Hackers Target Chemical Company with 'Lost' USB Sticks
The drives were infected with spyware designed to upload user names and passwords to a remote server.
Dutch chemical company DSM was recent targeted by an unusual (and unsuccessful) cyber attack -- malware-infected USB drives were left in the company's parking lot in the hope that employees would find them and plug them into company computers.
"Instead of plugging the discarded drives into a workstation, which would have infected the machine, the worker who first found one of the devices handed it in to DSM's IT department," writes The Register's John Leyden. "Sysadmins subsequently found an unspecified password-stealing keylogger, according to local reports by Elsevier.nl. The spyware was designed to upload stolen usernames and passwords to a server under the control of hackers."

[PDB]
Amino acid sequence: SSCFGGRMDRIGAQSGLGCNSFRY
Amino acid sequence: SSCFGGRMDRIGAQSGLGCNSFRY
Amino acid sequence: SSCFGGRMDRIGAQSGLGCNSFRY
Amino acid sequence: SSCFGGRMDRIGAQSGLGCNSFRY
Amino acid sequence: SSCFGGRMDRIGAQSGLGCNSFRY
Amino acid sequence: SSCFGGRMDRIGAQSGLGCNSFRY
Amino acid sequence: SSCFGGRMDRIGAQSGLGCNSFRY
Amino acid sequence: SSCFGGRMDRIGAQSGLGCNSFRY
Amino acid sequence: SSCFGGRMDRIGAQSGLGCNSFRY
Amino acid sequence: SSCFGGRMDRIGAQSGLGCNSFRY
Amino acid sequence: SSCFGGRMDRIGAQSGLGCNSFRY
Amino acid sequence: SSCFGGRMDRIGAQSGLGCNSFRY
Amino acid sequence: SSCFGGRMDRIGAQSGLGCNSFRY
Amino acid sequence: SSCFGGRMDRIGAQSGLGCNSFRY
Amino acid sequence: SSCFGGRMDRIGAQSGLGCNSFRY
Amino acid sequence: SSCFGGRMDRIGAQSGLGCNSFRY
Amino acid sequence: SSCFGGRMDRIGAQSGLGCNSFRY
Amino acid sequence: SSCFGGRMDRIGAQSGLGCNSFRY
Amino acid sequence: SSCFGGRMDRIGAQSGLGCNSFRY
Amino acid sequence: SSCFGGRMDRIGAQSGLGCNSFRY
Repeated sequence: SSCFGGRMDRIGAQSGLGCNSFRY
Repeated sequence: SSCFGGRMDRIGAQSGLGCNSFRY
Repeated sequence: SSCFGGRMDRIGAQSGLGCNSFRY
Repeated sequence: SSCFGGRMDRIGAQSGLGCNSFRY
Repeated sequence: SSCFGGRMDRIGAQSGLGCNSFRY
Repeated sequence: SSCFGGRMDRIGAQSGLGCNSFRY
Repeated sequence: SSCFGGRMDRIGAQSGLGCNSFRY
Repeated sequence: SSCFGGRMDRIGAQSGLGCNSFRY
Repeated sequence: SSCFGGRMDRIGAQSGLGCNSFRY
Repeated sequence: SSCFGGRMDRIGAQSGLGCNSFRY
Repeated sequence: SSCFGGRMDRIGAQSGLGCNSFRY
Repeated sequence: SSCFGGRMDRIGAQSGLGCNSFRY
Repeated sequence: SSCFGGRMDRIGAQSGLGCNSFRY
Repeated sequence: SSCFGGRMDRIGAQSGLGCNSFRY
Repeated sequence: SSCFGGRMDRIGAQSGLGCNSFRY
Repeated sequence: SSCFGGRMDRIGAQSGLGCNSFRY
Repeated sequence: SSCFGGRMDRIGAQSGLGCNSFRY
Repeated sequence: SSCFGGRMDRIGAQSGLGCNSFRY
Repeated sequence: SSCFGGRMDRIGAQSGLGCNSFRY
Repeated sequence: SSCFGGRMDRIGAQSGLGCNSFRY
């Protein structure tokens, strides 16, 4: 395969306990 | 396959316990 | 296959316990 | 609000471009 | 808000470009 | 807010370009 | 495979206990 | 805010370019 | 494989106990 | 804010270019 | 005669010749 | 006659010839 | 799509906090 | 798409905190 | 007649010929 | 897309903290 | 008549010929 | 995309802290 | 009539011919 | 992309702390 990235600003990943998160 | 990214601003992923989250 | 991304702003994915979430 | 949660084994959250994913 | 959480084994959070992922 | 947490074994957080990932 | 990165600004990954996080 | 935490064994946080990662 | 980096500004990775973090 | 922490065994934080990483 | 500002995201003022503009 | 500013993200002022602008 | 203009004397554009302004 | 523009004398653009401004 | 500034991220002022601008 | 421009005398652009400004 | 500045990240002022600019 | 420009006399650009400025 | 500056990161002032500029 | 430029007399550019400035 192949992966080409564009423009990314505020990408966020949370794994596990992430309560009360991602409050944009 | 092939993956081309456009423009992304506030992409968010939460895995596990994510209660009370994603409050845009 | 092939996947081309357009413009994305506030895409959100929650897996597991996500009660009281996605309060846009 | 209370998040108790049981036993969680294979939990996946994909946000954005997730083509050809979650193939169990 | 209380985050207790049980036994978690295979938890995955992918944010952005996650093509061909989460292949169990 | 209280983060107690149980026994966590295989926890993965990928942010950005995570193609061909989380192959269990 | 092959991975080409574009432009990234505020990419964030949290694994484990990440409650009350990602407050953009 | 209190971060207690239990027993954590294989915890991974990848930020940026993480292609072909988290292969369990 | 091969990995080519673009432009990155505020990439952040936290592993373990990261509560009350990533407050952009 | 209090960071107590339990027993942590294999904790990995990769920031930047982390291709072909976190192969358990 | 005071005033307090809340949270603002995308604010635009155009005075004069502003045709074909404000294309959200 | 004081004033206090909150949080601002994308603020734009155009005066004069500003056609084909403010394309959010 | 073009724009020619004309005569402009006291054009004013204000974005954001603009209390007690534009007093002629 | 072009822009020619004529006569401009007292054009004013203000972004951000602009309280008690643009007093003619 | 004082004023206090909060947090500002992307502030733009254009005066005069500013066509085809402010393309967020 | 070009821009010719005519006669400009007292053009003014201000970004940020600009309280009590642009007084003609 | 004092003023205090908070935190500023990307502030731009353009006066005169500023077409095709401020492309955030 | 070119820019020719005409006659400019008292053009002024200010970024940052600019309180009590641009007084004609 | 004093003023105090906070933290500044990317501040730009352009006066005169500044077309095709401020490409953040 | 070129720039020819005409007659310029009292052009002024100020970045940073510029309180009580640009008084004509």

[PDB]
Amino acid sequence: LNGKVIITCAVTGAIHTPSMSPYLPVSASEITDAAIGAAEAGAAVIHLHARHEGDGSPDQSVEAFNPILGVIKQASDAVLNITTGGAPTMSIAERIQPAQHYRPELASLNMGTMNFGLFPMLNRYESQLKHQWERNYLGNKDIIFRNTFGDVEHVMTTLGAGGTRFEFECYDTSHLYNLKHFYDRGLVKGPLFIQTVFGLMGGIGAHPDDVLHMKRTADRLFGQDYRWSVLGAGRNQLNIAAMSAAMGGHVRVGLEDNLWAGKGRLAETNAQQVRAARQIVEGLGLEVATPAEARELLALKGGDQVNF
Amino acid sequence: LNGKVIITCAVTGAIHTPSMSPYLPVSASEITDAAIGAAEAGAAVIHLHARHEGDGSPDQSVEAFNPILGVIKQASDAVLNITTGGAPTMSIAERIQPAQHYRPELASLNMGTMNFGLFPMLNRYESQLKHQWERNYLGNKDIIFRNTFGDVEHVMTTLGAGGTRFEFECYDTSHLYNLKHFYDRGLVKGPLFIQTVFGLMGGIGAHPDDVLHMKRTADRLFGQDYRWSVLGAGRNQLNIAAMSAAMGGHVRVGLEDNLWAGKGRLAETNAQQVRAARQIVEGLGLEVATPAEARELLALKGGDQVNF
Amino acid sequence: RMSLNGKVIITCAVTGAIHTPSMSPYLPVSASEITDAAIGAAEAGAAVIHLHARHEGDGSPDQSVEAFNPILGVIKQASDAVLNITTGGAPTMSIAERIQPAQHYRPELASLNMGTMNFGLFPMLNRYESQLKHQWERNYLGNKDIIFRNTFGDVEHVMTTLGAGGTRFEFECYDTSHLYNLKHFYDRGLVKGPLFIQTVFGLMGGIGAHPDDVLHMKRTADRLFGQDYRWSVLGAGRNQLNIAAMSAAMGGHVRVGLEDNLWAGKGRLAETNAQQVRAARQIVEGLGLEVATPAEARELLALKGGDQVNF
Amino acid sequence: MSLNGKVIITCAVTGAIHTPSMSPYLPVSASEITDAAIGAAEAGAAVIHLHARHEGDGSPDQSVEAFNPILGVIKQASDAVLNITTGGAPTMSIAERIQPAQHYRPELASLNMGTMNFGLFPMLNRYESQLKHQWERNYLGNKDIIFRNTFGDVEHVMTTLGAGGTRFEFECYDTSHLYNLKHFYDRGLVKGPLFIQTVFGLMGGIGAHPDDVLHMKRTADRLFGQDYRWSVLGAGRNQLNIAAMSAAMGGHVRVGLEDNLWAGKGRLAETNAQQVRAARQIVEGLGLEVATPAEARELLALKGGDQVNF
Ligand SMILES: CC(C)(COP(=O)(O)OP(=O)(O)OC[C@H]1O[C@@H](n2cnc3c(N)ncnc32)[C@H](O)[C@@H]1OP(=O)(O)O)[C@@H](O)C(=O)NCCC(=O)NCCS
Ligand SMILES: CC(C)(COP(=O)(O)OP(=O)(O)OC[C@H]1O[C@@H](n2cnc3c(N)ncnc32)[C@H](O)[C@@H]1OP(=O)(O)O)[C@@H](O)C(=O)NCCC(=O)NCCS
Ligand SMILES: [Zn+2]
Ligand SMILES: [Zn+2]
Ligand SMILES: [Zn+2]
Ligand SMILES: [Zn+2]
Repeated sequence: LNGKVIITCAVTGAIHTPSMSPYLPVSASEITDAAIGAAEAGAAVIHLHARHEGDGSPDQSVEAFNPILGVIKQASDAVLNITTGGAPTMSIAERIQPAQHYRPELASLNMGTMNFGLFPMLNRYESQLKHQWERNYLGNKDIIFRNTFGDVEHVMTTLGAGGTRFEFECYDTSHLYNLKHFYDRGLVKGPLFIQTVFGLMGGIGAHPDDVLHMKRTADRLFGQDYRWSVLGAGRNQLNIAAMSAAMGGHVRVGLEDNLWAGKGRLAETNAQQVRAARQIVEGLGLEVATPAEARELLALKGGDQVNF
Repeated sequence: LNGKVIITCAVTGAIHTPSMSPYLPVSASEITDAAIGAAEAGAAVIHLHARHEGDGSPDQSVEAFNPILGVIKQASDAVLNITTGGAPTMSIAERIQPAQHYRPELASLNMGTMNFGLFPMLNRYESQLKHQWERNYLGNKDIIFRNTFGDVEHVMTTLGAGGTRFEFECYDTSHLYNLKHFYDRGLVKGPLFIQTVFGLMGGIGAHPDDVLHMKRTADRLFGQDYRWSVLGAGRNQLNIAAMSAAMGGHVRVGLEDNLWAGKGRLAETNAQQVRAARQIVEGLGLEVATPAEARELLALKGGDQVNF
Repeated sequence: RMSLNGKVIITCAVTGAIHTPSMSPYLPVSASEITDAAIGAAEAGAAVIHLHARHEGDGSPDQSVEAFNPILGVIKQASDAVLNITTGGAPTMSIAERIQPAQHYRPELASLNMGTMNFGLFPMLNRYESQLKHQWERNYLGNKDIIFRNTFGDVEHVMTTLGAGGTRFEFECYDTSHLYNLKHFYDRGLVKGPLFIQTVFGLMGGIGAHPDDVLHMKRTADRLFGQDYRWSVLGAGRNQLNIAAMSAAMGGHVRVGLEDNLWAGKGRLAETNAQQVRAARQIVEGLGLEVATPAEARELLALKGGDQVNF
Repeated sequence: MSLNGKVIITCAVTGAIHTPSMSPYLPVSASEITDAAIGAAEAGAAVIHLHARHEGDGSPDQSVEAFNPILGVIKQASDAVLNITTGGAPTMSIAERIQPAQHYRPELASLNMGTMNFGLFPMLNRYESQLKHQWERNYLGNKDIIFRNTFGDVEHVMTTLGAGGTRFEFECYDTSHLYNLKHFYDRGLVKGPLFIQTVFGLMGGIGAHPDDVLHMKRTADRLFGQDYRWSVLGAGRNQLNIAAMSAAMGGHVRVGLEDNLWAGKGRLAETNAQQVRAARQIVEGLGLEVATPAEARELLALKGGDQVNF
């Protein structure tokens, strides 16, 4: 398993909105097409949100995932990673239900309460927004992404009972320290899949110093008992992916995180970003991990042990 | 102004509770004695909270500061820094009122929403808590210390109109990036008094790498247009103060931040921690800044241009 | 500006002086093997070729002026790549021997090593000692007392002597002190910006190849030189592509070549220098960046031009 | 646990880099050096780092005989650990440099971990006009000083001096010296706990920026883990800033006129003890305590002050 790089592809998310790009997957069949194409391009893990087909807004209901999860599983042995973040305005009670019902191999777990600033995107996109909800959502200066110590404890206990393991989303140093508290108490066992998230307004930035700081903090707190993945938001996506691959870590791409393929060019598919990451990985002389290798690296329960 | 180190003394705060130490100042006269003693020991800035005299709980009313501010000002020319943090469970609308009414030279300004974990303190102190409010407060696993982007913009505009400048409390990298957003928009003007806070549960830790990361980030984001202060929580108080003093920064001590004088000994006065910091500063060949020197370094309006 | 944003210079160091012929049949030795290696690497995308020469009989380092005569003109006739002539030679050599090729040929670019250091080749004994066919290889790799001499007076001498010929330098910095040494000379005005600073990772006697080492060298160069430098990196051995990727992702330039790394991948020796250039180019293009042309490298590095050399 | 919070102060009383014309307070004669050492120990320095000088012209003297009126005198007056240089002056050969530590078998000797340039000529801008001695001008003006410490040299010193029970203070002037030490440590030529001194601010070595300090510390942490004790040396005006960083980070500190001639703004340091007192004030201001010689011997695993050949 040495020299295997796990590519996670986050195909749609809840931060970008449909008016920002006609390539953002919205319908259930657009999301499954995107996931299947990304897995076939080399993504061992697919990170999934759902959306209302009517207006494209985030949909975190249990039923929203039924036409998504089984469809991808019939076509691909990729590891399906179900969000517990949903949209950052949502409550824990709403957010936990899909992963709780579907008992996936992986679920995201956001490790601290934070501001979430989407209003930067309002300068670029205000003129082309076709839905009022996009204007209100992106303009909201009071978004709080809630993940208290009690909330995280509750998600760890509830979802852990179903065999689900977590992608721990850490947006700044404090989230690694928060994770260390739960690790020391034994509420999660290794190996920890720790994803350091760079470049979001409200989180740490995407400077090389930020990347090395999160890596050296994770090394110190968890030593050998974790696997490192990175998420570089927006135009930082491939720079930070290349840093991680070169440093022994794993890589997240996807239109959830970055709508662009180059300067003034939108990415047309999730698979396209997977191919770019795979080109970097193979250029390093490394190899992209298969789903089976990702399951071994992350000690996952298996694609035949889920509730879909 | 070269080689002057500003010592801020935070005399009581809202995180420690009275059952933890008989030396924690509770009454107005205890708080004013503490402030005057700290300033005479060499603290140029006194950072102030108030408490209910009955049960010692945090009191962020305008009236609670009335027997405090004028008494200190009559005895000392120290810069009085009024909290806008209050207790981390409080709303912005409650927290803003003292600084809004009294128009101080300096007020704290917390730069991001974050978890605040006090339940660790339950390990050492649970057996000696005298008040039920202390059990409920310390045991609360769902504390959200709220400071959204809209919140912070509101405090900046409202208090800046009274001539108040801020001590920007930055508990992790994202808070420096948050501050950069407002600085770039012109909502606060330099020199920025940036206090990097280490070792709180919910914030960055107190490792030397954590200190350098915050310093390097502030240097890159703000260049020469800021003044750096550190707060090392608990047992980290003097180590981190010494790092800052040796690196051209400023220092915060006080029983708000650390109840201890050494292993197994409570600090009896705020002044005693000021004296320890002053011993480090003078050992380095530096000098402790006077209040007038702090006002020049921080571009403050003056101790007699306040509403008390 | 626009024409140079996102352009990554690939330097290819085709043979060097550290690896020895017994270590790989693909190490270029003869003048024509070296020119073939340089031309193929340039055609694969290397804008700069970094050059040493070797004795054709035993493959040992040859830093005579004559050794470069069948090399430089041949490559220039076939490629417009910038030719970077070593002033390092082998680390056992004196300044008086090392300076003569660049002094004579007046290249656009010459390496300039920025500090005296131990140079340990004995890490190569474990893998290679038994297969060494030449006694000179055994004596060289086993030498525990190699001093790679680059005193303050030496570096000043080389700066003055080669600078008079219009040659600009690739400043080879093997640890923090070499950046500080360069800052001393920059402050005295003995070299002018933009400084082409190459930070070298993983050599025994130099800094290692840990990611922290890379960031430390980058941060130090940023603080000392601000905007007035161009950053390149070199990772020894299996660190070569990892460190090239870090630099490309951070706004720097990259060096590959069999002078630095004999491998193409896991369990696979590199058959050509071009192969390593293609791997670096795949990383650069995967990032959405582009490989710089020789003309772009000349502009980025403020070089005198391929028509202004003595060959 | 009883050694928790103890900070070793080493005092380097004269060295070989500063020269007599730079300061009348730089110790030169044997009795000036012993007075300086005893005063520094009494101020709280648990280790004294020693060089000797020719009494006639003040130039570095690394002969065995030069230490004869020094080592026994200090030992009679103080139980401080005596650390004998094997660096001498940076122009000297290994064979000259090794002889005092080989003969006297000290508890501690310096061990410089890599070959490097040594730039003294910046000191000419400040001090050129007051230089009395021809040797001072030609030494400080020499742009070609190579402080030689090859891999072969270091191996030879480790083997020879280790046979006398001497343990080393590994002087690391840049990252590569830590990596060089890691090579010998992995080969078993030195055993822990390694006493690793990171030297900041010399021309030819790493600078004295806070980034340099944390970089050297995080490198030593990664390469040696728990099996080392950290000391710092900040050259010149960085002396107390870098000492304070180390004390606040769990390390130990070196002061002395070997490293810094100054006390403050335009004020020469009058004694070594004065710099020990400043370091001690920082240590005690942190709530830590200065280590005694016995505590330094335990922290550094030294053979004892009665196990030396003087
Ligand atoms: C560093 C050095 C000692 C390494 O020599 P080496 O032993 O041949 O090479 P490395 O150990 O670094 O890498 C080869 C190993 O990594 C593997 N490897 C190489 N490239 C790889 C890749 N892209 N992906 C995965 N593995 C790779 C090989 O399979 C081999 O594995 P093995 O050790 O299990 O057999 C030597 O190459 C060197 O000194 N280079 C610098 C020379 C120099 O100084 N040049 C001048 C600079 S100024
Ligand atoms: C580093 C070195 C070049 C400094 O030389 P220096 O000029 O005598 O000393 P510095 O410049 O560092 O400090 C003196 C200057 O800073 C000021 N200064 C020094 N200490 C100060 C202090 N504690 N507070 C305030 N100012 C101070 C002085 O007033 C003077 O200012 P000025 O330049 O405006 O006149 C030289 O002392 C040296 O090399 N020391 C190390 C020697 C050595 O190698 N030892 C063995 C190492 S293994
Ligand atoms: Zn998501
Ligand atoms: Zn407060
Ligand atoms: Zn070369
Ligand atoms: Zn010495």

"A DSM spokesperson said the company did not report the incident to the police because it was a rather clumsy attempt at data theft," writes ZDNet's Emil Protalinski. "Furthermore, the corporate espionage effort did not result in any damage."
"Experts advise companies to raise awareness among their employees regarding the use of such devices since they can be just as dangerous as an email attachment that hides a Trojan," writes Softpedia's Eduard Kovacs. "Staffers must never mix personal devices with ones utilized for work. They must also ensure that all the accepted units are properly marked. Finally, when possible, the auto-run feature should be disabled on computers to block viruses that rely on this function."